This morning I was sitting at my desk with my eyes half closed. I started to yawn and I stretched my arms out and back. Something in my chest, around my sternum, made a dull pop. I didn’t realise I had anything to pop in there.
The last couple of weeks have been full of great new things, and I’ve totally worn me out. We moved into our new, more permanent home in Berlin.
So Popbitch (a very catty UK media gossip newsletter) reports that Fred Again’s people have been trying to keep the fact that he is minor gentry out of his Wikipedia article. Fair enough. I understood his story to go as follows: young South London guy makes poppy dance songs during the pandemic, goes viral, becomes instant stadium-packing act once the restrictions lift, and boy he just can’t believe his luck. Shucks!
Moving to a new country with a new currency, one of the things we’ve been thinking about is, “is it cheaper?” It’s a very intangible thing. I’m too stupid to do quick currency conversions in my head, I’m earning a different amount of money (is it more, is it less, yes!), and different kinds of costs work out very differently. Recently we had an incident with an outrageously expensive (or was it?
Well, we moved to Germany (we know!), so I’ve been correcting some of my gaps in recent German history by reading the lengthy Wikipedia page on German reunification. In terms of online life, that’s the only real giveaway that I’ve moved in the real world. The rest of the anglophone media roar rolls along as before with two notable edits. I’ve completely cut out the very high volume Westminster insider newsletter I used to read first thing every morning (why?
We’ve been living here together for a couple of weeks. It’s a quiet Sunday in our place in the city, the first of its kind. We found our long-term apartment and we’ll be there soon. We’re engaged; everybody knows. We made sure of that. We’re going to get married. Did you hear, we’re going to get married.
Roots are going down. We have our grocery shops, our first couple of bars and cafes that might one day be considered our places.
I haven’t felt sentimental about leaving London, I haven’t felt like I need to say goodbye. We made a list of things to do in the city to give it a big send off, but we haven’t been motivated to follow through with them. I love this city. I used to argue in favour of it all the time. Now I’m ready to leave it and barely look over my shoulder.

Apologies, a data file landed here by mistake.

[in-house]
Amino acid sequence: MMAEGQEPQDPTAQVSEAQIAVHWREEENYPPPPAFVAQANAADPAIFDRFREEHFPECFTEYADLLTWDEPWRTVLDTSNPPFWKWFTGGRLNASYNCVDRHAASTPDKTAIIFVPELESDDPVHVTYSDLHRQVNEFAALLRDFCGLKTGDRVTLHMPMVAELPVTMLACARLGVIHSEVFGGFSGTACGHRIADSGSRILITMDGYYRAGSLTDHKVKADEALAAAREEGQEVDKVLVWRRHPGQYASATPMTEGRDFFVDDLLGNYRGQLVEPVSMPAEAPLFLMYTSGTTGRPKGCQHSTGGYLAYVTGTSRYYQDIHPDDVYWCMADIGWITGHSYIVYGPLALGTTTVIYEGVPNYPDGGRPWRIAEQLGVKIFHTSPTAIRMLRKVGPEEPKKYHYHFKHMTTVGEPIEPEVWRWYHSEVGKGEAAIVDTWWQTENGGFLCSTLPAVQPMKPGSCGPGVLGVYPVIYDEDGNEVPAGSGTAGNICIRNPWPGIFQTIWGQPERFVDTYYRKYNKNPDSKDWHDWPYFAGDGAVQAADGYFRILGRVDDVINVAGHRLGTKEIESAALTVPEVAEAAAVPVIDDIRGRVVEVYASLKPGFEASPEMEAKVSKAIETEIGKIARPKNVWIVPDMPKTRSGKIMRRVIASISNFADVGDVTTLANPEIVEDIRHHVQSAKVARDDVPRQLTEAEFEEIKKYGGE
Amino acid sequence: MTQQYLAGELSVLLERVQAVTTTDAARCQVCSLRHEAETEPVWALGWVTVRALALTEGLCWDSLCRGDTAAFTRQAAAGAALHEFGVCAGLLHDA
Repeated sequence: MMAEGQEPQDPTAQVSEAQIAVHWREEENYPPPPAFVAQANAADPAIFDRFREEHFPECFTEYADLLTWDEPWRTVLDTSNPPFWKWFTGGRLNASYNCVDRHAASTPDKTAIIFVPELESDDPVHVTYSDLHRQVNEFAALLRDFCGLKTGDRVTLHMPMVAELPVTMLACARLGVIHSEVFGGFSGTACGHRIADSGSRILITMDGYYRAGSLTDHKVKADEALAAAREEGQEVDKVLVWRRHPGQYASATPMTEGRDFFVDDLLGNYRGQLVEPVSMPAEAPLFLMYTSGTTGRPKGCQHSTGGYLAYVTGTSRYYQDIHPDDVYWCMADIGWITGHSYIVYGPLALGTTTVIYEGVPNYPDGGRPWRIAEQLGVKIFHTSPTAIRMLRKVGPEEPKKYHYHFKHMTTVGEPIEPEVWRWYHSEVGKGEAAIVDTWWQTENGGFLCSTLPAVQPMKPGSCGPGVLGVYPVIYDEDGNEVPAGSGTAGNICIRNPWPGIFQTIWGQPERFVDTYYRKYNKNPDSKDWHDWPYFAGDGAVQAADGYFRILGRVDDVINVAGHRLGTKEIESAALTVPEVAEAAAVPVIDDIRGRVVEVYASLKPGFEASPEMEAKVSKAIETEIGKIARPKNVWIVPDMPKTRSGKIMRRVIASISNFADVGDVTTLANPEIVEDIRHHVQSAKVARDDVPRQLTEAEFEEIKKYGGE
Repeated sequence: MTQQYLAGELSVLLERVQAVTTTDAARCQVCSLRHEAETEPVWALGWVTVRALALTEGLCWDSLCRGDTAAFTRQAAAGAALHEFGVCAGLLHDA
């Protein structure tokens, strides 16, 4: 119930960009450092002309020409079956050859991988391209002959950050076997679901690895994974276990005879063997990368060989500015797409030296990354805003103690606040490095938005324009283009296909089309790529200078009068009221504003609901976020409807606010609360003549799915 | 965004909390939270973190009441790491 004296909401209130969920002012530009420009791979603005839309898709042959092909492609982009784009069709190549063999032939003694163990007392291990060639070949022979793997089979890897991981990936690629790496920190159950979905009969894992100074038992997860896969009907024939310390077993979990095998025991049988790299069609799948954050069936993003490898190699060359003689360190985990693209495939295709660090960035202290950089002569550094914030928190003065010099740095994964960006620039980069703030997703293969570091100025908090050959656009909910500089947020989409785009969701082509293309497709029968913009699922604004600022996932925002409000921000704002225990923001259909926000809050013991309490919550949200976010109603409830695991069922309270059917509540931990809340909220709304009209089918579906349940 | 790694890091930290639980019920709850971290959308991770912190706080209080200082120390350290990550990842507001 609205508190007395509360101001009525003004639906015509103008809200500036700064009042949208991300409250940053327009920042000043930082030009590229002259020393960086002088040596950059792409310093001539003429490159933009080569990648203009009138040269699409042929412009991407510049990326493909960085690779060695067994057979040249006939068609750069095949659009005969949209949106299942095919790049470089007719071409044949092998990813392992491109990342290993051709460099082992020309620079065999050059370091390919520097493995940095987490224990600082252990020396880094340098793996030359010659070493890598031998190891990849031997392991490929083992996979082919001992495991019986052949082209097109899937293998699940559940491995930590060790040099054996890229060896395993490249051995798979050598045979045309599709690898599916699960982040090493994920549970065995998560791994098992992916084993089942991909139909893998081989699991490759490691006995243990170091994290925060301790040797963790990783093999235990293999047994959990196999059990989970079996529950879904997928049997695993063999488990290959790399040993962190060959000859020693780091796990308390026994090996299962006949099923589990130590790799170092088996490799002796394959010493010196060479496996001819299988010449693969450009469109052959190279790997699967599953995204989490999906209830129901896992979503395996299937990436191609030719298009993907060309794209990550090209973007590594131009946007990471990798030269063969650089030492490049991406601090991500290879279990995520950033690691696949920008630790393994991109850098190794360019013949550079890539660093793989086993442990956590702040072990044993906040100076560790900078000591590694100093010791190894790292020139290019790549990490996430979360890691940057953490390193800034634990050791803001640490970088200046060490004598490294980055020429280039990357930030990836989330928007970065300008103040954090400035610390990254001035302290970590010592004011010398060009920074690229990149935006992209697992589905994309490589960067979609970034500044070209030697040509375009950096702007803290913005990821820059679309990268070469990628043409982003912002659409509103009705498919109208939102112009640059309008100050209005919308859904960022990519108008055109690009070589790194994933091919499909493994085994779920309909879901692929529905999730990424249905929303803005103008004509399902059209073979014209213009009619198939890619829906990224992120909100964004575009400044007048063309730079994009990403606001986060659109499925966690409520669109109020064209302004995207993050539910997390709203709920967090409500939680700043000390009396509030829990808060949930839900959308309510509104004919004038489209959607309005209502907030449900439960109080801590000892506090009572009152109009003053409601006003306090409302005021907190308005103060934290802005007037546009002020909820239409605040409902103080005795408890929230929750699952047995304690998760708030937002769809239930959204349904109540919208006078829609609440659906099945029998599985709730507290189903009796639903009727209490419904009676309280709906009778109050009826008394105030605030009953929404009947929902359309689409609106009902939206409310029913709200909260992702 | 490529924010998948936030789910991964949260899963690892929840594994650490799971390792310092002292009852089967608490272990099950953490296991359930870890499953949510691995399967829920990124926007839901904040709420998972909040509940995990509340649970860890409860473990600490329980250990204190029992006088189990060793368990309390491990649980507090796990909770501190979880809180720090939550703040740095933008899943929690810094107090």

How long am I here for? Oh who’s to say, boy. We’ve got a cottage on the island, so I suppose it’s really up to me how long I’m here for. Where? It’s out on the spur, right out where the lane starts bolting back and forth like a silly little rabbit. Near the end. It takes an age to drive out there and it knackers your suspension and in fact… it’s a lot easier if you just walk it, if you don’t mind the distance.
Liar. Couldn’t stick with it, it being something you said you would want forever, forever being from the early lusty days until one us died. You (being a liar) gave me three years and gave up when it got complicated, which is to say boring instead of exciting. You proved yourself to be a fair weather lover, which is to say? Coward.
Max dropped bread in the toaster without looking.
We are moving to Berlin. I’ve been making that statement of intent to anybody who will listen for the past few months. I think (hope) we’re past the stage where I need to make that statement over and over to make it happen now. It has an inertia of its own. I have a job out there. Sarah has a job out there. I think it’s happening. By the end of January 2023, we should be living in Berlin.
First off, here’s a DJ set I liked.
Right now a lot of people are talking about leaving Twitter (here’s mine). Many of those that go ahead with it and turning up in Mastodon (here’s mine) and talking a big game about how the collapse of Twitter will beget a golden age for the decentralised internet. That’s nice. I don’t believe it’s really going to be that simple, though.
On the topic of decentralised internet things: the FBI seized the Z-lib ebook archive!